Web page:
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Pope's visit will shine a light on 'failings of the Church here' - Martin


Archbishop Diarmuid Martin alluded to Church’s ‘failures’

Archbishop Diarmuid Martin alluded to Church’s ‘failures’

Archbishop Diarmuid Martin alluded to Church’s ‘failures’

The failings of the Catholic Church in Ireland have been put under the spotlight by the upcoming visit of Pope Francis, Archbishop of Dublin Diarmuid Martin has said in his Palm Sunday homily.

The Archbishop did not specifically refer to the child abuse and cover-up scandals that rocked the Dublin archdiocese for decades.

However, he alluded to failures by "members and leadership" in the Church.

"When the Church becomes caught up in its own structures or in the ways of the world, it fails Jesus," Dr Martin told the congregation at Dublin's Pro Cathedral yesterday.

"The Church regains its soul not then by repeated words of regret and apology.

"These are just human words and sentiments. The Church truly apologises when it returns to the truth and love of Jesus.

"Renewal and reform in the Church are not just about structural changes.

"Structural changes will remain fruitless if they remain simply human words.

"Reform of the Church requires something more radical. It requires moving beyond human categories.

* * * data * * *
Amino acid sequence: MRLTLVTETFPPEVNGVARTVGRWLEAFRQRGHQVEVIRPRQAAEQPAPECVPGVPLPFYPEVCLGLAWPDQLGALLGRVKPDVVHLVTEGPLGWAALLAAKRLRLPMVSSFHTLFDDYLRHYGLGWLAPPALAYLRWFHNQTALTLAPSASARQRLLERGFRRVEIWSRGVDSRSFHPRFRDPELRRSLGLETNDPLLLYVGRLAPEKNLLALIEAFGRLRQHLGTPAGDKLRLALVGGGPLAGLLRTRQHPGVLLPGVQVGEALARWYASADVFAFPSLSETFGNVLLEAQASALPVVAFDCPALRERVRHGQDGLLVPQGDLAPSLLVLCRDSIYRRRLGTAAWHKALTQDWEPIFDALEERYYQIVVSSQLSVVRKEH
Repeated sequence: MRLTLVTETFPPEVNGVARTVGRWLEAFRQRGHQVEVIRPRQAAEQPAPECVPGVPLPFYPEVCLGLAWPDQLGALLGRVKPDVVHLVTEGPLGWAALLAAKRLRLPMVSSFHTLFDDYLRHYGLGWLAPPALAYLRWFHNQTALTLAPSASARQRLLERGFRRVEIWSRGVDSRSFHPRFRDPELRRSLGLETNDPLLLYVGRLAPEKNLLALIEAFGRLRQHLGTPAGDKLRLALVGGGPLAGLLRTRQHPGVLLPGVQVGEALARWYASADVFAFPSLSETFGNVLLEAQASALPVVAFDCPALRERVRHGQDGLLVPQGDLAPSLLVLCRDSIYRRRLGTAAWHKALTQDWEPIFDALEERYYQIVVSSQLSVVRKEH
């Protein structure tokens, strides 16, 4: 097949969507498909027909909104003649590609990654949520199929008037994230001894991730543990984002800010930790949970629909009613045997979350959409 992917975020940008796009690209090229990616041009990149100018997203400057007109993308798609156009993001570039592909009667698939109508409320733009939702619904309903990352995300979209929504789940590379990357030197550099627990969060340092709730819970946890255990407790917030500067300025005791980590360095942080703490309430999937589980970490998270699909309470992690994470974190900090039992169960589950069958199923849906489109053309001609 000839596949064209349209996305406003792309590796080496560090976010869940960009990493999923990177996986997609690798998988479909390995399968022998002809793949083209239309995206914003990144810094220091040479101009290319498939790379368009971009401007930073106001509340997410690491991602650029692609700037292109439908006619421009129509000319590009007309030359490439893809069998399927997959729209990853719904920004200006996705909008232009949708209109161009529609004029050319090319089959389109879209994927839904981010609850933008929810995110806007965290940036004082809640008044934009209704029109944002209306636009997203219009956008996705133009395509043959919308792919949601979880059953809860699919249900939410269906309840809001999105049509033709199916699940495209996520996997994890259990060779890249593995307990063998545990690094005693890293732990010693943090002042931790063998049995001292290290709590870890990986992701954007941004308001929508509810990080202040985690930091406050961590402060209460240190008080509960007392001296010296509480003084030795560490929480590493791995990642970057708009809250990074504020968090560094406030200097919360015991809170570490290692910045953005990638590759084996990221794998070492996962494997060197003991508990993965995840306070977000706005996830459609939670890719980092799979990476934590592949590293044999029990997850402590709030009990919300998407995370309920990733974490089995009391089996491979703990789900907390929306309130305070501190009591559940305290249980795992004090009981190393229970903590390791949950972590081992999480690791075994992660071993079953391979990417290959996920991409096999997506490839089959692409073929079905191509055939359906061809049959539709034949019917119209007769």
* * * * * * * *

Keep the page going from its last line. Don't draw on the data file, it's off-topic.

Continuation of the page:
"It requires that we too seek to understand how the challenge of Jesus will always be one that rejects human power."

He said the pontiff's attendance at the World Meeting of Families in Dublin in August "inevitably has brought with it an examination of the failings of the Irish Church".

However, he said the purpose of the Pope's visit is to "strengthen and comfort families".

"He comes to challenge us all to be with those families that struggle and fail," he said.

"He comes to challenge those families that believe that success in an empty bourgeois lifestyle or a narrow piety of certainty, makes them somehow the better class of family.


"Families are places where people struggle as they search to make the love and fidelity of spouses endure, despite their own human weakness.

"Families are places where children are loved, day and night, in good times and bad.

"Homelessness or domestic violence, infidelity, unemployment and lack of social support, or forced migration all degrade families.

"Families are places where in the face of such struggle they still bring light and warmth, even when all the odds are against them. Families are places where love is learned and where faith takes root.

"Wounded and struggling families are places where God's love still prevails.

"The ideal family is not the one of the fashion magazines, but the great families are the families to which each of us is deeply indebted."

His sermon at the start of Holy Week comes after Pope Francis last week confirmed he will make his first papal trip to Ireland in close to 40 years.

The 81-year-old Argentinian will preside at the closing ceremonies of the World Meeting of Families in Dublin, running from August 21 to 26.

He will take part in the Festival of Families at Croke Park on August 25, followed by an open-air Mass in the Phoenix Park the next day.

The Irish Catholic Bishops' Conference said it is "deeply honoured" that the pontiff has chosen to come to Dublin for the event.